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“Gekommene Fliege mit mir….”

March 7, 2009

Come fly with me . . . .”

Germany’s Federal Cabinet must love Frank Sinatra . . . or recognize a good opportunity when it presents itself.  It has created aviation bonds that will soon allow German banks to refinance aircraft loans with more favorable terms than previously granted.  Considering the current economy and today’s news regarding two of the U.S.’s aviation financiers, investors will likely have plenty of reason to see friendly skies.

The law retains the 60% resale value restriction seen in other German  bonds, thus, in the context of aviation bonds, the loan value is limited to 60% of the plane’s resale value “the first 20 years of its useful life.”  The new bond will protect the bank, however, in the event of a forced asset sale, by allowing it to remain the legal owner of the aircraft–as if it were solvent and without regard to its insolvency–being liable only to the bondholders (provided the cover is adequate).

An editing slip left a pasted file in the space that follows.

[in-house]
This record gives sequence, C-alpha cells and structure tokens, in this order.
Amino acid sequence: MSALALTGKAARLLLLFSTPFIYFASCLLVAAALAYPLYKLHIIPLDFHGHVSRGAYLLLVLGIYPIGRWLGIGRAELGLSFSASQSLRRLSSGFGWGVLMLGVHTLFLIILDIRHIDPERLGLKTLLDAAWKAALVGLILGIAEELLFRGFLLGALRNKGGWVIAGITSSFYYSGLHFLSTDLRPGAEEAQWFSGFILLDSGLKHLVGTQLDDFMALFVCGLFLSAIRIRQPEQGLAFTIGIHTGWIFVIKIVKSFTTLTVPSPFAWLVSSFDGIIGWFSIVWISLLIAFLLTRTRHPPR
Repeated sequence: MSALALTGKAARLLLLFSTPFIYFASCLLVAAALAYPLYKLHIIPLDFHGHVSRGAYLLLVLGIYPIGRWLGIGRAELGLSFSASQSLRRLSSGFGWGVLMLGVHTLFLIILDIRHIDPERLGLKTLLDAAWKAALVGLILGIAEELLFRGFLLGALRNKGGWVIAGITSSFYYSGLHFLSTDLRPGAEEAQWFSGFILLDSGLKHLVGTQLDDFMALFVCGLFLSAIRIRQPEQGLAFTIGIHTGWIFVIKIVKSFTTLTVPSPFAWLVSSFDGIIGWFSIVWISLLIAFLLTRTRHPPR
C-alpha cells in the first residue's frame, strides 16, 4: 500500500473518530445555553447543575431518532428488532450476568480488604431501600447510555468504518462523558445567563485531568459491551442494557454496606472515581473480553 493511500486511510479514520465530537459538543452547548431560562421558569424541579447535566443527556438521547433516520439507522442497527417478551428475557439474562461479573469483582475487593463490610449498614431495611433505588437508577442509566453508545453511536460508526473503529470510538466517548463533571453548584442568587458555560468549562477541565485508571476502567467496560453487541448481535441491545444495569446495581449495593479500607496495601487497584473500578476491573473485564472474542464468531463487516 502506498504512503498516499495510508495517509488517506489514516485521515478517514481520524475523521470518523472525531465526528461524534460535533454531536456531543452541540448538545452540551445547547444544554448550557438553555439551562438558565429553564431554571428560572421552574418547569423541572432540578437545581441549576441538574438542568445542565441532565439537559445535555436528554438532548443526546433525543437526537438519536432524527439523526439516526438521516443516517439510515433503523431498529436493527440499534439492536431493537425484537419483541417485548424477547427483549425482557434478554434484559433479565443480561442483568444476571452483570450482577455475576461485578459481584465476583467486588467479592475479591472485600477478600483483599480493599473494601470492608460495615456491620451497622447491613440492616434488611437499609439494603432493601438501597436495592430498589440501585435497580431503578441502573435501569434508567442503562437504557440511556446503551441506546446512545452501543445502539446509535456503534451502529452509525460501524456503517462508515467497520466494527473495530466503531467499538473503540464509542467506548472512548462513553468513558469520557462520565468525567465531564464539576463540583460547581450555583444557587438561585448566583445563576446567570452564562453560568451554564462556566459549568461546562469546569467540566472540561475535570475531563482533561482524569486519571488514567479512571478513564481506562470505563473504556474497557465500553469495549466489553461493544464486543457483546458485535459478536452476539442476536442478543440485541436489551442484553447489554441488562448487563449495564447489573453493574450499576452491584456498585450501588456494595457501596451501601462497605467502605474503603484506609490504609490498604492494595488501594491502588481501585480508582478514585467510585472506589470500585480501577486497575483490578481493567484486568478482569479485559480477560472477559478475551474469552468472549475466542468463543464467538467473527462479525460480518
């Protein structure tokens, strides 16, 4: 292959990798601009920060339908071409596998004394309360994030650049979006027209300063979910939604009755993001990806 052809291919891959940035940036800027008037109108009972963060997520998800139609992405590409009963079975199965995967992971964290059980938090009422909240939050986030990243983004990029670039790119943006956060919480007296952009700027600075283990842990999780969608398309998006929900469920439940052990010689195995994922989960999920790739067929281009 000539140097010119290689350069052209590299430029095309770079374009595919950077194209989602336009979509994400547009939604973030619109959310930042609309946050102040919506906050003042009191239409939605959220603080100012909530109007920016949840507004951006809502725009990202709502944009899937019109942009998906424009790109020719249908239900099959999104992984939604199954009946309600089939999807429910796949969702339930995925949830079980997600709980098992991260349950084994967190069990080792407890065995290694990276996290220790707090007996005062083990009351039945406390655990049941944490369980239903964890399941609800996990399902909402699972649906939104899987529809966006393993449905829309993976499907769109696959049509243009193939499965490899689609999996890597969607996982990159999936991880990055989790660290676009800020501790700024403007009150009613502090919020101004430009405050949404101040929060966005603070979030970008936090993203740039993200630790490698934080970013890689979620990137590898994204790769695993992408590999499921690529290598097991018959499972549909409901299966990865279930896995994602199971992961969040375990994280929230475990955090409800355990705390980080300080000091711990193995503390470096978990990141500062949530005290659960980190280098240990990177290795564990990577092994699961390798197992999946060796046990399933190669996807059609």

Such protection is accomplished by a “separation of assets,” triggered by the bankruptcy and forced sale.  Specifically, the Mortgage Lending Act provides that, with regard to the bonded loan, the bank’s representative and managerial body are transmuted from the managing board to the trustee (thereby preventing the bank from being subject to, inter alia, the law on liens and bankruptcy laws concerning the bonded loan).  (For more information about German banking laws click here and here.)

The resulting “delineation of covers” occurs as a formality after entry into the mortgage register, allowing a quick and summary “separation of assets” in the event of a bankruptcy and forced sale.  Hence, the representative and managerial body of the bank remain the managing board with regard to assets subject to a forced sale (and concomitant civil laws), while acting as trustee of the aircraft owned by the defunct bank.

Given its success with the Pfandbriefe bond, the government’s stated goal of passing the law to “strengthen German bonds and to assert their pre-eminent position [in the aircraft financing market],” should be heeded by the wise and . . . starry-eyed.

Updated here.

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